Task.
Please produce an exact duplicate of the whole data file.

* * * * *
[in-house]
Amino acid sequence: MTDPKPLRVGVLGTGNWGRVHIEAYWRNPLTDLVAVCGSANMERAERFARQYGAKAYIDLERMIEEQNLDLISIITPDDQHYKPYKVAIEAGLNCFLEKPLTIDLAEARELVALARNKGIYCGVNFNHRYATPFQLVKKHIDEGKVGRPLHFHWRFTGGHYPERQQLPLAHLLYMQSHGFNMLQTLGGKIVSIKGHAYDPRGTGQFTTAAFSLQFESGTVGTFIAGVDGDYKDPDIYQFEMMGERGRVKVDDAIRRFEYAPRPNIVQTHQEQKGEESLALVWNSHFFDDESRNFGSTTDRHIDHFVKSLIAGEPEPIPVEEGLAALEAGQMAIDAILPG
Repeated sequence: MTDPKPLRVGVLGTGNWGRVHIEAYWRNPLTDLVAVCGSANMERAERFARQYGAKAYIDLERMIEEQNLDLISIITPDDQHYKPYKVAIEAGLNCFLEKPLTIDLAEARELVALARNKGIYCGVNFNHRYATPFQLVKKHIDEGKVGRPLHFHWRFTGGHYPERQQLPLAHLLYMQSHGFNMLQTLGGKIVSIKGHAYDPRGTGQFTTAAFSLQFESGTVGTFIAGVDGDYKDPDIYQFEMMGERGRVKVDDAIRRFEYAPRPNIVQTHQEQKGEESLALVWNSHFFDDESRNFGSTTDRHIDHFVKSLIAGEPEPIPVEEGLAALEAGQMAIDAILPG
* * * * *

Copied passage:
[in-house]
Amino acid sequence: MTDPKPLRVGVLGTGNWGRVHIEAYWRNPLTDLVAVCGSANMERAERFARQYGAKAYIDLERMIEEQNLDLISIITPDDQHYKPYKVAIEAGLNCFLEKPLTIDLAEARELVALARNKGIYCGVNFNHRYATPFQLVKKHIDEGKVGRPLHFHWRFTGGHYPERQQLPLAHLLYMQSHGFNMLQTLGGKIVSIKGHAYDPRGTGQFTTAAFSLQFESGTVGTFIAGVDGDYKDPDIYQFEMMGERGRVKVDDAIRRFEYAPRPNIVQTHQEQKGEESLALVWNSHFFDDESRNFGSTTDRHIDHFVKSLIAGEPEPIPVEEGLAALEAGQMAIDAILPG
Repeated sequence: MTDPKPLRVGVLGTGNWGRVHIEAYWRNPLTDLVAVCGSANMERAERFARQYGAKAYIDLERMIEEQNLDLISIITPDDQHYKPYKVAIEAGLNCFLEKPLTIDLAEARELVALARNKGIYCGVNFNHRYATPFQLVKKHIDEGKVGRPLHFHWRFTGGHYPERQQLPLAHLLYMQSHGFNMLQTLGGKIVSIKGHAYDPRGTGQFTTAAFSLQFESGTVGTFIAGVDGDYKDPDIYQFEMMGERGRVKVDDAIRRFEYAPRPNIVQTHQEQKGEESLALVWNSHFFDDESRNFGSTTDRHIDHFVKSLIAGEPEPIPVEEGLAALEAGQMAIDAILPG